Law School Case Brief
Grimes v. Donald - 673 A.2d 1207 (Del. 1996)
The distinction between a direct claim and a derivative claim depends upon the nature of the wrong alleged and the relief, if any, which could result if plaintiff were to prevail. To pursue a direct action, the stockholder-plaintiff must allege more than an injury resulting from a wrong to the corporation. The plaintiff must state a claim for an injury which is separate and distinct from that suffered by other shareholders, or a wrong involving a contractual right of a shareholder which exists independently of any right of the corporation.
Nominal defendant DSC Communications Corporation (“DSC”) entered into an employment agreement with defendant appellee CEO James L. Donald, whereby the latter was entitled to be paid a large sum of money in the event of a constructive termination. C.L. Grimes, plaintiff appellant stockholder brought an action seeking to invalidate the said employment agreement. According to Grimes, defendant appellee board of directors unlawfully abdicated its statutory duty to manage the corporation’s affairs by entering into such employment agreement with the CEO. Furthermore, Grimes asserted that the board breached its fiduciary duties by failing to exercise due care and committing waste. The Court of Chancery, New Castle County (Delaware) dismissed the case for failure to state a claim. Grimes challenged the dismissal of the case.
Should plaintiff stockholder Grimes’ complaint, which sought declaration of invalidity of employment agreements between the corporation and defendant CEO and sought money damages for defendant board of directors' alleged breach of fiduciary duties, be dismissed for failure to state a claim upon which relief can be granted?
The Supreme Court of Delaware affirmed the dismissal of plaintiff appellant stockholder Grimes' action. The Court held that the stockholder's abdication claim was a direct claim--rather than a derivative claim-- where it alleged an injury which was separate and distinct from the injury suffered by other shareholders. However, the stockholder’s abdication claim failed as a matter of law where, in light of the corporation’s financial size, the payment provided for in the employment agreement would not have constituted a de facto abdication. The Court explained that when a stockholder demands that the board of directors take action on a claim allegedly belonging to the corporation and demand is refused, the stockholder may not thereafter assert that demand is excused with respect to other legal theories in support of the same claim, although the stockholder may have a remedy for wrongful refusal or may submit further demands which are not repetitious.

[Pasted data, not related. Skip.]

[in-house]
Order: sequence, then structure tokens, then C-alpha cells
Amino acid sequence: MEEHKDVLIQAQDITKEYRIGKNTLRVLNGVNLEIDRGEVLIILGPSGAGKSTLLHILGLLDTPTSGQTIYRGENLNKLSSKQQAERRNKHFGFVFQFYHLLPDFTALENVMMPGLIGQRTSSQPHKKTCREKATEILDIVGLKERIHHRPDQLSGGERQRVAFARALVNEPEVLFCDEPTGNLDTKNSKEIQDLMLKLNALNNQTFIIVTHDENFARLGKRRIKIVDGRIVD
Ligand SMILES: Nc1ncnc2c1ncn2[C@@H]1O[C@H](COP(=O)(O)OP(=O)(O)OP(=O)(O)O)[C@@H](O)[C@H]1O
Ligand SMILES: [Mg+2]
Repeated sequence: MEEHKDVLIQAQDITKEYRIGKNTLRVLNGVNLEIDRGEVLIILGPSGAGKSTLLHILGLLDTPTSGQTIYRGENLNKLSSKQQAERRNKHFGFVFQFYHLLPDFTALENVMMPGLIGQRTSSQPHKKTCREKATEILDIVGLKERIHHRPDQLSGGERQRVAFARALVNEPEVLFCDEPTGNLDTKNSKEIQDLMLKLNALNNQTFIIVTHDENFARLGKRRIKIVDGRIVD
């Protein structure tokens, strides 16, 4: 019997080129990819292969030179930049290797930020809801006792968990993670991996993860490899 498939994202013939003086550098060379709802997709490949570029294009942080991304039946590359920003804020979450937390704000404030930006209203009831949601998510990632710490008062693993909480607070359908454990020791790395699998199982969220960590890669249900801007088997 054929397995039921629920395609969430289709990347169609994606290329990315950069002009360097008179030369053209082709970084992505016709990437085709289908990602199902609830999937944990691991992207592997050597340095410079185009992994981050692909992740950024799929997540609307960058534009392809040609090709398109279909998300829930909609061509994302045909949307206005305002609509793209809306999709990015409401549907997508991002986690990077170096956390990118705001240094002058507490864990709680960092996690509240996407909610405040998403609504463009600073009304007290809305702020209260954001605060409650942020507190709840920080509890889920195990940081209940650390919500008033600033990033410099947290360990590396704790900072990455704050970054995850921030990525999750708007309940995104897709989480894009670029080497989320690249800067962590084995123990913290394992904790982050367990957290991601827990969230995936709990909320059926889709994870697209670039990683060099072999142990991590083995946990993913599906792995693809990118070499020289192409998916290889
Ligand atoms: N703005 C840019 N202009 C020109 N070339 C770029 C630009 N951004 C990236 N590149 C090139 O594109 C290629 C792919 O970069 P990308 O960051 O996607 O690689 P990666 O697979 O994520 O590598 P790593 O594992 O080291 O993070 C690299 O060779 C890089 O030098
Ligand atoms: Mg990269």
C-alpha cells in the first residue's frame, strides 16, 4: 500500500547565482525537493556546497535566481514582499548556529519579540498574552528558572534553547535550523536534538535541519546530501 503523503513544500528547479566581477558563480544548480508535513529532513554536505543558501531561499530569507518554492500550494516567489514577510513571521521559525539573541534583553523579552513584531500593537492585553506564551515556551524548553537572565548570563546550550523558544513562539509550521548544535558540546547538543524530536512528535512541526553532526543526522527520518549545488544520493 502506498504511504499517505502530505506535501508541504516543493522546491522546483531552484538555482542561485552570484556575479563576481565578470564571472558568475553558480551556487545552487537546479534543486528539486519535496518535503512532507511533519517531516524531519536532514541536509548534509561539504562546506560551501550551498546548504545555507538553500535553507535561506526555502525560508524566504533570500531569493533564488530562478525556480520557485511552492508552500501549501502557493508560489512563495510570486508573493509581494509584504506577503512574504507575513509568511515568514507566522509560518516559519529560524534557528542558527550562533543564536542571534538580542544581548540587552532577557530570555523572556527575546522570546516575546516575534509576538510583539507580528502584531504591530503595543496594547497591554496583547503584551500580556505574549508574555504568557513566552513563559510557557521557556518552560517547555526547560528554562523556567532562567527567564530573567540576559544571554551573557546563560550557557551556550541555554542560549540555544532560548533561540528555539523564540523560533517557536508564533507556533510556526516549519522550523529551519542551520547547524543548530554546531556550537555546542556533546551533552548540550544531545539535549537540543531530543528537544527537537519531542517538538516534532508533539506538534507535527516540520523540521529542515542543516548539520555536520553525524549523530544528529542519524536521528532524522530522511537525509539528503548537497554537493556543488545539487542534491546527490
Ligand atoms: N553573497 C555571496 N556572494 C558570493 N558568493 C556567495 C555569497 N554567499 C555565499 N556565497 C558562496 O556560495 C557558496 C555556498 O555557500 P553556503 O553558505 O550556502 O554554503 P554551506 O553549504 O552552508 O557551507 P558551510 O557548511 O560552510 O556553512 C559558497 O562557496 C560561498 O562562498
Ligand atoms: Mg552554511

As for the applicable standard of review, the Supreme Court of Delaware reviews de novo the decision by the Court of Chancery on a motion to dismiss a direct claim applying the same standard: Conclusory statements without supporting factual averments will not be accepted as true for purposes of a motion to dismiss. In considering a motion to dismiss for failure to state a direct claim, the Court of Chancery assumes the truth of well-pleaded allegations, giving to the plaintiff the benefit of all reasonable inferences that can be drawn from the pleading.
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